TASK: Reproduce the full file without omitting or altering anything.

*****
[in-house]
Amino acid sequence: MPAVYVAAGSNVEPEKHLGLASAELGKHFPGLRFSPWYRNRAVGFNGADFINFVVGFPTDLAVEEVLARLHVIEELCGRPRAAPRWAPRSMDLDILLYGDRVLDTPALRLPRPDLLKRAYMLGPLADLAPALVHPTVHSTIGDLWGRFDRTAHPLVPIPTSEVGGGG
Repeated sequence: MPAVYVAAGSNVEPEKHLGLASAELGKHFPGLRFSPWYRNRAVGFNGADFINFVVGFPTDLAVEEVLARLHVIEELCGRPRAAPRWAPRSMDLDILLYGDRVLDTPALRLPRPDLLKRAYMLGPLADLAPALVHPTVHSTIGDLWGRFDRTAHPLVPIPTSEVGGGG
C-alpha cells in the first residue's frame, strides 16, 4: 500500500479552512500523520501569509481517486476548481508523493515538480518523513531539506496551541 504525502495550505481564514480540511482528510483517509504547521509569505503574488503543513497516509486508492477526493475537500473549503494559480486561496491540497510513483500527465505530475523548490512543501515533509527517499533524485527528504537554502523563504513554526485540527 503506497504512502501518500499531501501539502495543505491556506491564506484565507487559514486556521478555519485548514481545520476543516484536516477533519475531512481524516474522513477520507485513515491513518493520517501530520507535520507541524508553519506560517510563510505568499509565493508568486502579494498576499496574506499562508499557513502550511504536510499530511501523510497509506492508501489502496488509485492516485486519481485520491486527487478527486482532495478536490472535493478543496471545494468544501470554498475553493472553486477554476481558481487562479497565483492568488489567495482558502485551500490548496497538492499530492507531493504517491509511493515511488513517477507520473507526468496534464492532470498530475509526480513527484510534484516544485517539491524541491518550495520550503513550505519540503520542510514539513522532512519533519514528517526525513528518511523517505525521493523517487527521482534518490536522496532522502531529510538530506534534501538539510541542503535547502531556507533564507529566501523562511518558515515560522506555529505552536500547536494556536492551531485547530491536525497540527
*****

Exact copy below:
[in-house]
Amino acid sequence: MPAVYVAAGSNVEPEKHLGLASAELGKHFPGLRFSPWYRNRAVGFNGADFINFVVGFPTDLAVEEVLARLHVIEELCGRPRAAPRWAPRSMDLDILLYGDRVLDTPALRLPRPDLLKRAYMLGPLADLAPALVHPTVHSTIGDLWGRFDRTAHPLVPIPTSEVGGGG
Repeated sequence: MPAVYVAAGSNVEPEKHLGLASAELGKHFPGLRFSPWYRNRAVGFNGADFINFVVGFPTDLAVEEVLARLHVIEELCGRPRAAPRWAPRSMDLDILLYGDRVLDTPALRLPRPDLLKRAYMLGPLADLAPALVHPTVHSTIGDLWGRFDRTAHPLVPIPTSEVGGGG
C-alpha cells in the first residue's frame, strides 16, 4: 500500500479552512500523520501569509481517486476548481508523493515538480518523513531539506496551541 504525502495550505481564514480540511482528510483517509504547521509569505503574488503543513497516509486508492477526493475537500473549503494559480486561496491540497510513483500527465505530475523548490512543501515533509527517499533524485527528504537554502523563504513554526485540527 503506497504512502501518500499531501501539502495543505491556506491564506484565507487559514486556521478555519485548514481545520476543516484536516477533519475531512481524516474522513477520507485513515491513518493520517501530520507535520507541524508553519506560517510563510505568499509565493508568486502579494498576499496574506499562508499557513502550511504536510499530511501523510497509506492508501489502496488509485492516485486519481485520491486527487478527486482532495478536490472535493478543496471545494468544501470554498475553493472553486477554476481558481487562479497565483492568488489567495482558502485551500490548496497538492499530492507531493504517491509511493515511488513517477507520473507526468496534464492532470498530475509526480513527484510534484516544485517539491524541491518550495520550503513550505519540503520542510514539513522532512519533519514528517526525513528518511523517505525521493523517487527521482534518490536522496532522502531529510538530506534534501538539510541542503535547502531556507533564507529566501523562511518558515515560522506555529505552536500547536494556536492551531485547530491536525497540527